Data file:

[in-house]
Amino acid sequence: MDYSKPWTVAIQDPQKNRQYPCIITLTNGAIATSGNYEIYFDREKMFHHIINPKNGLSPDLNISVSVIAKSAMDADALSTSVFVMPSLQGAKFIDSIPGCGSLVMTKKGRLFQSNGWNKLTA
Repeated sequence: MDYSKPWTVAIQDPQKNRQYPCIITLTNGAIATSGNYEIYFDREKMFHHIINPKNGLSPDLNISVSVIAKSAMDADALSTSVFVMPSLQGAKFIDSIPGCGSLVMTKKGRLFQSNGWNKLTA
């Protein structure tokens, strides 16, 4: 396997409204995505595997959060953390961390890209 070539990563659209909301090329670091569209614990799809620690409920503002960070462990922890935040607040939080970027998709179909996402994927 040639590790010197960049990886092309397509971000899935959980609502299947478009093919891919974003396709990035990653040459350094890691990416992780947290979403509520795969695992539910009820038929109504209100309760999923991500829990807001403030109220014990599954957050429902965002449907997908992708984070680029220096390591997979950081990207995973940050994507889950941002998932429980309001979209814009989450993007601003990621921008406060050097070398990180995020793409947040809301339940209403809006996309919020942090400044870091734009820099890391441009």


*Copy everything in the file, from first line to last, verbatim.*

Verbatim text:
[in-house]
Amino acid sequence: MDYSKPWTVAIQDPQKNRQYPCIITLTNGAIATSGNYEIYFDREKMFHHIINPKNGLSPDLNISVSVIAKSAMDADALSTSVFVMPSLQGAKFIDSIPGCGSLVMTKKGRLFQSNGWNKLTA
Repeated sequence: MDYSKPWTVAIQDPQKNRQYPCIITLTNGAIATSGNYEIYFDREKMFHHIINPKNGLSPDLNISVSVIAKSAMDADALSTSVFVMPSLQGAKFIDSIPGCGSLVMTKKGRLFQSNGWNKLTA
């Protein structure tokens, strides 16, 4: 396997409204995505595997959060953390961390890209 070539990563659209909301090329670091569209614990799809620690409920503002960070462990922890935040607040939080970027998709179909996402994927 040639590790010197960049990886092309397509971000899935959980609502299947478009093919891919974003396709990035990653040459350094890691990416992780947290979403509520795969695992539910009820038929109504209100309760999923991500829990807001403030109220014990599954957050429902965002449907997908992708984070680029220096390591997979950081990207995973940050994507889950941002998932429980309001979209814009989450993007601003990621921008406060050097070398990180995020793409947040809301339940209403809006996309919020942090400044870091734009820099890391441009």